# How does a zero in transfer function affect the bandwidth of a system

Suppose we have a system with the closed-loop gain:

$\displaystyle G(s) = \frac{\omega_n^2}{s^2 + 2\zeta\omega_n+\omega_n^2}$

Which is the default two-pole system closed-loop gain. Let's also assume that bandwith $\omega_0$ is defined with $|G(j\omega_0)| = \frac{1}{\sqrt{2}}|G(j0)|$ (standard 3dB definition).

Through substitution of these two expressions we end up with:

$\omega_0 = \omega_n\sqrt{1-2\zeta^2+\sqrt{4\zeta^4 - 4\zeta^2 + 2}}$.

-> My question is: If we add a finite zero to the transfer function, such as:

$\displaystyle G(s) = \frac{(s+z)\omega_n^2}{s^2 + 2\zeta\omega_n+\omega_n^2}$

what will happen to the bandwidth? Will it change? I know that the finite zero only affects the system in transient phase, and in stable phase (when t $\rightarrow \infty$) the zero doesn't affect it. However, I'm not sure about the bandwidth.

Of course, I could substitute G(s) into the bandwidth expression, but I won't get a normal result.

Help :)

What you have initially described is a 2nd order low pass filter then you've made a bit of a complication of things because the bandwidth is $\omega_n$ i.e. $\omega_n$ is the 3dB point when $\zeta$ is not causing the filter to peak i.e. has a value of $\frac{1}{\sqrt2}$: - OK you may be trying to derive a general expression but that doesn't help much visualize the problem so for now I'm assuming $\zeta$ = $\frac{1}{\sqrt2}$.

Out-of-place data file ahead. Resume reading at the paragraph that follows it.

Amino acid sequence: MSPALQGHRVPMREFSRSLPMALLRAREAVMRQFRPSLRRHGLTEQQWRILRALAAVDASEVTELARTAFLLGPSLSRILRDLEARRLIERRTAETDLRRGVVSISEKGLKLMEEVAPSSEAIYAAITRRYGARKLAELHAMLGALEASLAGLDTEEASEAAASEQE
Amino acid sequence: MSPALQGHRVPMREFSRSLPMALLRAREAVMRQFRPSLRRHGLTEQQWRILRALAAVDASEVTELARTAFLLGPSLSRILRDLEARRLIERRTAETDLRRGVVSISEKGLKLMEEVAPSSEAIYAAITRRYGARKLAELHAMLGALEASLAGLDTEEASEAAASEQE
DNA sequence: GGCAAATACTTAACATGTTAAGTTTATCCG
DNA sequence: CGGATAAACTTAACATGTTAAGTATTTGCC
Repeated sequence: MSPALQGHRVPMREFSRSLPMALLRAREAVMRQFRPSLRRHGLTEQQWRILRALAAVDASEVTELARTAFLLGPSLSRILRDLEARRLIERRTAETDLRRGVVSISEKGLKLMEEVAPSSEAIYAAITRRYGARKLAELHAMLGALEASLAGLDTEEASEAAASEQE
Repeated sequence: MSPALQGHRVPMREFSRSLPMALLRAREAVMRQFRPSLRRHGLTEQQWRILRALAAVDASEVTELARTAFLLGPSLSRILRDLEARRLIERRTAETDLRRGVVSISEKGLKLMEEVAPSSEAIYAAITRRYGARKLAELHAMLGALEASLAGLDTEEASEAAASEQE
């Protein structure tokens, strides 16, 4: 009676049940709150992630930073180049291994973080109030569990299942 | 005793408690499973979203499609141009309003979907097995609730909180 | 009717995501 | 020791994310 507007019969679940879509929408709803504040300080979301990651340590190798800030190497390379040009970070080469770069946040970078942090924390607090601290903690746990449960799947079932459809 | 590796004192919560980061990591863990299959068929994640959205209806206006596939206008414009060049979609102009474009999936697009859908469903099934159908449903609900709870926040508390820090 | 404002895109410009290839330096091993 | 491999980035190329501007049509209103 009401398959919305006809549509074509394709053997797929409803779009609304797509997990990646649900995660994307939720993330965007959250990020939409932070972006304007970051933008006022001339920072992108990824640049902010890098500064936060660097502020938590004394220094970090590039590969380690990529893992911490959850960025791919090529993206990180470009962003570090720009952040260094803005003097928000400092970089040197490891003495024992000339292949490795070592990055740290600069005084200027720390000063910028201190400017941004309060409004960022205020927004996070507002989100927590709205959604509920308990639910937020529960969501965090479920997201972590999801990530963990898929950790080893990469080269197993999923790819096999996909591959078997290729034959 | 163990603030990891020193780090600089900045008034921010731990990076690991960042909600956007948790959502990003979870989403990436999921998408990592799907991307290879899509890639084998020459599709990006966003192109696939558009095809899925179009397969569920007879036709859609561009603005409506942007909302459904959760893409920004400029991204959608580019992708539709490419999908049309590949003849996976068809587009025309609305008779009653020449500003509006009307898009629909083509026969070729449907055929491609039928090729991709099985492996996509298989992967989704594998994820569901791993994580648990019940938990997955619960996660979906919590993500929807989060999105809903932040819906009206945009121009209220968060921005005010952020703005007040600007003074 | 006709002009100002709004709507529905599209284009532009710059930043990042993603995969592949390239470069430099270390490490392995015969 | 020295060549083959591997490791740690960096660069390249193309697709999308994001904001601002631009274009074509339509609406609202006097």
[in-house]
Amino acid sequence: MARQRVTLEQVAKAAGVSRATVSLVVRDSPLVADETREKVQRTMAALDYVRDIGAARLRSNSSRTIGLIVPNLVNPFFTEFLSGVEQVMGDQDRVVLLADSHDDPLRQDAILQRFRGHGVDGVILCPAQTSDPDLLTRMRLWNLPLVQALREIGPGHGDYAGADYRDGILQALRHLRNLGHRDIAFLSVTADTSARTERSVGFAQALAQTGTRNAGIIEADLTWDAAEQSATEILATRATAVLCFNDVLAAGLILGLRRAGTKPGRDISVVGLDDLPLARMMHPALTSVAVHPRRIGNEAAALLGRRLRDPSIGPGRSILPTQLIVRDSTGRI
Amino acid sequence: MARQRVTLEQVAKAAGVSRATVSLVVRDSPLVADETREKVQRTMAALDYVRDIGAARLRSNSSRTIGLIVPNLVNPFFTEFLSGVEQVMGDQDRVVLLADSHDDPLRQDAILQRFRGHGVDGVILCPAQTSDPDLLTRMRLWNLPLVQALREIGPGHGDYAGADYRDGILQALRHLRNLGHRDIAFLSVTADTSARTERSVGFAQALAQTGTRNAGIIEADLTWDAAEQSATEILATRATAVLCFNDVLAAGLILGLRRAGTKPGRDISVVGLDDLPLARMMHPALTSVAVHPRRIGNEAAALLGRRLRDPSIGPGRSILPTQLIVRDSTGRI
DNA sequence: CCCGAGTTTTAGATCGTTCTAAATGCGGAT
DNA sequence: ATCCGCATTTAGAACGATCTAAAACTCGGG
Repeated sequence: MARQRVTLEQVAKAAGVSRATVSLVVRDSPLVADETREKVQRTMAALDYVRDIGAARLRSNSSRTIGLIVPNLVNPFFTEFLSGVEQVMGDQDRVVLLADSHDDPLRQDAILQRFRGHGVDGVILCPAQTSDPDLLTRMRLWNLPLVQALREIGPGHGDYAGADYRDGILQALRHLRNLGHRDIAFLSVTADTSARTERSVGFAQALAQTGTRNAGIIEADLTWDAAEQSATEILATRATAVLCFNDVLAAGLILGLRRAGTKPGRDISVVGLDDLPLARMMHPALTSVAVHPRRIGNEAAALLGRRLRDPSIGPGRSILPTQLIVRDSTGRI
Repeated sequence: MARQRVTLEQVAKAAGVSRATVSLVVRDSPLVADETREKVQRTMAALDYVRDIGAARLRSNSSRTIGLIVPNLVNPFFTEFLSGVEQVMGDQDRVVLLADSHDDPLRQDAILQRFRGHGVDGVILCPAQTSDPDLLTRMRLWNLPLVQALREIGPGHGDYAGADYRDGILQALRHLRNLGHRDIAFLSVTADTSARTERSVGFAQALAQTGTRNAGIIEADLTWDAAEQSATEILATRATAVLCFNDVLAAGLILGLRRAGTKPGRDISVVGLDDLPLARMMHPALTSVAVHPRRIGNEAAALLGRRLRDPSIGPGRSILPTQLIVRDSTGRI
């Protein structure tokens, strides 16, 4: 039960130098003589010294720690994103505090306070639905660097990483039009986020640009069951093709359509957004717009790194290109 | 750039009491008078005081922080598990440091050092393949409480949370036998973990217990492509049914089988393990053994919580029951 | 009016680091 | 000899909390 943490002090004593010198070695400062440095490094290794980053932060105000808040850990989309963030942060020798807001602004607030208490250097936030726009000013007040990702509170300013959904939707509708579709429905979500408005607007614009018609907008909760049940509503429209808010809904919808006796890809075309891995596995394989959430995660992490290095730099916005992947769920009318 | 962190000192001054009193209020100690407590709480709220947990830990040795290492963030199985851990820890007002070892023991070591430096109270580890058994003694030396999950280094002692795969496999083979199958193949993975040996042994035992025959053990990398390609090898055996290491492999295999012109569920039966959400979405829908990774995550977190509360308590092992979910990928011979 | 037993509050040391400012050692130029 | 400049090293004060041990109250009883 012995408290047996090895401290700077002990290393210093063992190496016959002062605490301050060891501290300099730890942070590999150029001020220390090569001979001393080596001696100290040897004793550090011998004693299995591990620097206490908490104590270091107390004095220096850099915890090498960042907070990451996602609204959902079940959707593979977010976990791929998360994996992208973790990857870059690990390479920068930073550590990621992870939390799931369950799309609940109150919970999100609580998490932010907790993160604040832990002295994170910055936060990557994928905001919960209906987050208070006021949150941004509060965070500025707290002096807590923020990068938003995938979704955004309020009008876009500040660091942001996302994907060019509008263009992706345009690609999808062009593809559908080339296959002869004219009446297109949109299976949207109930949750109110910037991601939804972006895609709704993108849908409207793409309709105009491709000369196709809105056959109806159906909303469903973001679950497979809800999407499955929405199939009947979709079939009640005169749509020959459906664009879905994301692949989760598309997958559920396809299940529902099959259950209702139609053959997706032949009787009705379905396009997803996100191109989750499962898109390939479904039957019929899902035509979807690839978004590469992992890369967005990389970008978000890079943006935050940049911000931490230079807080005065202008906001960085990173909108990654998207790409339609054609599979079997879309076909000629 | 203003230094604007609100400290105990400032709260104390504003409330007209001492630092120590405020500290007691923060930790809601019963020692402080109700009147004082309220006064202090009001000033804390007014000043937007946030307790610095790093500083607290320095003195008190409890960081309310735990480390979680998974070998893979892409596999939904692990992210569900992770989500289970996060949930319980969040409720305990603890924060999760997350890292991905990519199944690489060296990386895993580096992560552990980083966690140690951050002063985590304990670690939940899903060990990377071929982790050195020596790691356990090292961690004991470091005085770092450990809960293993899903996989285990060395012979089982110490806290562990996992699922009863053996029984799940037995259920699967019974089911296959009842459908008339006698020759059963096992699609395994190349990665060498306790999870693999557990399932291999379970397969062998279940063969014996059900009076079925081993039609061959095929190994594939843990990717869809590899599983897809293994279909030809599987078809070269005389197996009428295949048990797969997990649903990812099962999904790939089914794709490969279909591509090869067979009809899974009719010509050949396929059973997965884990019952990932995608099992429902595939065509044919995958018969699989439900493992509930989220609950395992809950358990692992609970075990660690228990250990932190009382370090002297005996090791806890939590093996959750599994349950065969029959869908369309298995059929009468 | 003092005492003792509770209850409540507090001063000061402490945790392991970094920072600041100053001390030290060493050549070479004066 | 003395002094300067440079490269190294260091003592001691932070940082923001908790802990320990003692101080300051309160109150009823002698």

Anyway, moving on and ignoring your expression for $\omega_0$, the bandwidth of the low-pass filter is from dc to $\omega_n$. Then you've modified the 2nd order low-pass filter expression with a 1st order high pass filter ($s +z$).

When s is very low, the low pass filter is unaffected other than having a "gain factor" of z. If z is unity then the low pass filter response is unaffected until jw approaches z in magnitude - this then marks a lower 3dB point and the net response climbs with increasing frequency until the original $\omega_n$ is reached then, because the low pass filter is a second order, the response starts to fall again.

What you have proposed is a band pass filter with finite gain at dc.

I'm not sure about the bandwidth

If the high pass filter ($s +z$) comes into play at significantly lower frequencies than $\omega_n$ then the net bandwidth reduces from $\omega_n$ to $\omega_n - z$.

That's how I see it anyway.